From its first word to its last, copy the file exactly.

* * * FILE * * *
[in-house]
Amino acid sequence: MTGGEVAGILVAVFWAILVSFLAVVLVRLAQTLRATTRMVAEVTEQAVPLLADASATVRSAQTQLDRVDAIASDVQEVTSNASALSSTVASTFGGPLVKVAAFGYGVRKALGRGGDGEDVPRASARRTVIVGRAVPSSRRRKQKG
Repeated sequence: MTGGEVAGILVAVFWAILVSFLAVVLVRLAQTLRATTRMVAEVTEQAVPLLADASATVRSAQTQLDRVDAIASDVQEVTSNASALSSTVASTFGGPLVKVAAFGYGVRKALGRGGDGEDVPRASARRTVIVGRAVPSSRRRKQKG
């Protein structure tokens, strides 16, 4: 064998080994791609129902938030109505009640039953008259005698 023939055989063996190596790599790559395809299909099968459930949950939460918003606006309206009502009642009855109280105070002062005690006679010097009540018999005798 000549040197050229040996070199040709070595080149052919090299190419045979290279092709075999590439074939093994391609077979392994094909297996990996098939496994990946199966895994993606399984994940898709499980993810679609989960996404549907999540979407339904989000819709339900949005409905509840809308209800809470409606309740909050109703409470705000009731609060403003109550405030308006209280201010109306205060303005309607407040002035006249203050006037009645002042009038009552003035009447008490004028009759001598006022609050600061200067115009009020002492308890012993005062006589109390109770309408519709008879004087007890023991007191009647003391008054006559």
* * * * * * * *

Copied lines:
[in-house]
Amino acid sequence: MTGGEVAGILVAVFWAILVSFLAVVLVRLAQTLRATTRMVAEVTEQAVPLLADASATVRSAQTQLDRVDAIASDVQEVTSNASALSSTVASTFGGPLVKVAAFGYGVRKALGRGGDGEDVPRASARRTVIVGRAVPSSRRRKQKG
Repeated sequence: MTGGEVAGILVAVFWAILVSFLAVVLVRLAQTLRATTRMVAEVTEQAVPLLADASATVRSAQTQLDRVDAIASDVQEVTSNASALSSTVASTFGGPLVKVAAFGYGVRKALGRGGDGEDVPRASARRTVIVGRAVPSSRRRKQKG
């Protein structure tokens, strides 16, 4: 064998080994791609129902938030109505009640039953008259005698 023939055989063996190596790599790559395809299909099968459930949950939460918003606006309206009502009642009855109280105070002062005690006679010097009540018999005798 000549040197050229040996070199040709070595080149052919090299190419045979290279092709075999590439074939093994391609077979392994094909297996990996098939496994990946199966895994993606399984994940898709499980993810679609989960996404549907999540979407339904989000819709339900949005409905509840809308209800809470409606309740909050109703409470705000009731609060403003109550405030308006209280201010109306205060303005309607407040002035006249203050006037009645002042009038009552003035009447008490004028009759001598006022609050600061200067115009009020002492308890012993005062006589109390109770309408519709008879004087007890023991007191009647003391008054006559």